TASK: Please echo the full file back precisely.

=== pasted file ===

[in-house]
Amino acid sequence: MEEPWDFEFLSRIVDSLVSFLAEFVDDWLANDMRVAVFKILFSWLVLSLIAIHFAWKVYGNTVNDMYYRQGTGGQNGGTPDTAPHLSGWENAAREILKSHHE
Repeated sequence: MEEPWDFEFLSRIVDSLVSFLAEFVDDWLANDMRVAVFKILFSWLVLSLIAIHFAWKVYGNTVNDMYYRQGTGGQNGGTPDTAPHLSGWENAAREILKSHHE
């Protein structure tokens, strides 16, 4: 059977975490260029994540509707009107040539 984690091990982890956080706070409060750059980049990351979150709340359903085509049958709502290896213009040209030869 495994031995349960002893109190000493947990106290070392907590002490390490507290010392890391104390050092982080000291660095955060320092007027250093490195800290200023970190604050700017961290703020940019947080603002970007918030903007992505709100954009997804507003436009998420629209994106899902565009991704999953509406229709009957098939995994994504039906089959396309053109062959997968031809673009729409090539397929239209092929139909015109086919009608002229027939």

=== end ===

[in-house]
Amino acid sequence: MEEPWDFEFLSRIVDSLVSFLAEFVDDWLANDMRVAVFKILFSWLVLSLIAIHFAWKVYGNTVNDMYYRQGTGGQNGGTPDTAPHLSGWENAAREILKSHHE
Repeated sequence: MEEPWDFEFLSRIVDSLVSFLAEFVDDWLANDMRVAVFKILFSWLVLSLIAIHFAWKVYGNTVNDMYYRQGTGGQNGGTPDTAPHLSGWENAAREILKSHHE
């Protein structure tokens, strides 16, 4: 059977975490260029994540509707009107040539 984690091990982890956080706070409060750059980049990351979150709340359903085509049958709502290896213009040209030869 495994031995349960002893109190000493947990106290070392907590002490390490507290010392890391104390050092982080000291660095955060320092007027250093490195800290200023970190604050700017961290703020940019947080603002970007918030903007992505709100954009997804507003436009998420629209994106899902565009991704999953509406229709009957098939995994994504039906089959396309053109062959997968031809673009729409090539397929239209092929139909015109086919009608002229027939």